I came up with this recipe as for the Le Creuset ‘Cast Iron Challenge’, so if you think this sounds a bit tasty, please vote for my recipe on twitter (using ‘I’m voting for @FoodStories in the (@McArthurGlenUK #LeCreuset #CastIronChallenge http://goo.gl/EM7fD), and you could win a Le Creuset voucher worth £50!! That’s pretty awesome.

Lamb and Date Meatballs in Frazzled Aubergine Sauce

500g minced lamb
4 dates, pitted and finely chopped
1 heaped teaspoon cumin seeds
1 teaspoon coriander seeds
1 heaped teaspoon hot chilli flakes, or to taste
1 teaspoon dried mint
1 thick slice white bread
Milk (about 4 tablespoons)

For the sauce

4 aubergines
1 large onion, finely chopped
2 cloves garlic, crushed
1/2 400g regular tin chopped tomatoes
2 black cardamom
1 tablespoon pomegranate molasses
1 cinnamon stick
300ml vegetable stock

Vegetable oil, for frying

Pierce the aubergines in several places with a fork, then place directly on the gas ring of the hob, turning occasionally, until black and shrivelled all over. Alternatively, grill them to the same effect.

Remove the crusts from the slice of bread and break into rough pieces. Place in a small bowl with enough milk to mash to a paste.

In a small frying pan, toast the cumin and coriander seeds over a low heat, stirring frequently, until they start to smell fragrant. Take care not to burn them. Grind them in a spice grinder or crush them in a pestle and mortar.

In a large bowl combine the minced lamb, bread paste, ground cumin and coriander, chilli flakes, chopped dates and mint. Season with salt and pepper. Mix well; really , really well. Get in there with your hands and knead the mixture almost like a bread dough. Make sure the dates are well distributed. Roll into walnut sized balls. Set aside on a plate.

Heat 2 tablespoons of vegetable oil in the Le Creuset, and fry the meatballs in batches, 4 or 5 at a time, until golden brown all over. Set each batch aside while you cook the next.

To make the sauce, scrape the flesh from inside the aubergines, leaving behind the blackened skin. Chop roughly. Fry the onion until , cardamom pods and cinnamon stick until the onions are soft and beginning to colour. Scrape up the lovely meaty residues from the pan as you do this. Add the aubergines and garlic. Turn up the heat a little and Cook for about five minutes more stirring.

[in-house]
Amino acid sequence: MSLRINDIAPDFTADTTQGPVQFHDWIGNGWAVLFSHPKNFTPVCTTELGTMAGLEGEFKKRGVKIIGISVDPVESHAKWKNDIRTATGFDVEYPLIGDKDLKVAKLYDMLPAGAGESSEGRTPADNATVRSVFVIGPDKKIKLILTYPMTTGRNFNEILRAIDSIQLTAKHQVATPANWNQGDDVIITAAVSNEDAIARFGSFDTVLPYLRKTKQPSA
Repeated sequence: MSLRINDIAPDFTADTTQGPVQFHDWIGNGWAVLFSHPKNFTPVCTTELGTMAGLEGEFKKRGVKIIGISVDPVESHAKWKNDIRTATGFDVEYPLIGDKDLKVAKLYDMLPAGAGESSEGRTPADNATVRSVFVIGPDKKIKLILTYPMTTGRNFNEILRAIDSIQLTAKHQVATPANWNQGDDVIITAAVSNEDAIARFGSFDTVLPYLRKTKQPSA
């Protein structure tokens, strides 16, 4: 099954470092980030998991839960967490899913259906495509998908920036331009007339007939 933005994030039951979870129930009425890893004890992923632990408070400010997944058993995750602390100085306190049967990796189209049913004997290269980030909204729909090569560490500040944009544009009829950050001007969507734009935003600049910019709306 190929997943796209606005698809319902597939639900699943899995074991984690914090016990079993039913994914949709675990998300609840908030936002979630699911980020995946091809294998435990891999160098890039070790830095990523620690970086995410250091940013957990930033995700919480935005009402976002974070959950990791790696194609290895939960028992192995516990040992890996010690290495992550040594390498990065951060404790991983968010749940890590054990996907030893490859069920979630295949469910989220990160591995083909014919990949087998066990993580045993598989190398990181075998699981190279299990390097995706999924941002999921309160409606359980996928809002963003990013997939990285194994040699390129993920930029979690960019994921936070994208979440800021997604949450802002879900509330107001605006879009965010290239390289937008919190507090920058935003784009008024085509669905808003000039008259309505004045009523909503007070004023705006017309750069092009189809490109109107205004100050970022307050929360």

Add the tomatoes, pomegranate molasses and stock. Put lid on and cook for 45 mins to an hour on low heat. Taste and season. For a thicker sauce, remove the lid towards the end of cooking time to reduce it.

Scatter with pomegranate seeds and coriander to serve.

23 comments » | Competitions, Main Dishes, Meat

Afghan Zamarud and Aubergine Pickle

April 24th, 2013 — 9:29am

Over the years I have become very interested in the food of Iran, then Georgia, and now Afghanistan. The cuisines all make use of ingredients I am very fond of, such as yoghurt, meats like lamb, fruits such as dates and pomegranate, vegetables such as spinach.

A browse around the bookshelves of Iranian shop/deli Persepolis recently turned up Noshe Djan, an Afghan cook book by a woman called Helen Saberi. Helen has written a cook book of the kind I have increasingly come to love; she married an Afghan man and spent a significant amount of time living in Afghanistan absorbing the culture and cooking the food. She has lived the life of an Afghan and she provides a heartwarming introduction to the Afghani meal time; the book is the kind one can read like a novel. It is genuine, accessible and utterly fascinating.

The first recipe I’ve cooked is the amusingly titled ‘sabzi pilau’ or ‘zamarud’, meaning emerald. I say amusing as every recipe like this, which suggests the main ingredient is a vegetable (in this case spinach), then goes on to specify ’700g of lamb’ or, often, chicken.

It was bloody delicious, although it did take a few hours to cook. Worth waiting for, but anyone who is making this might want to consider doing it on a weekend. Or perhaps you’re smart enough to just read the recipe properly in the first place, unlike me. We ate at 12.30 am.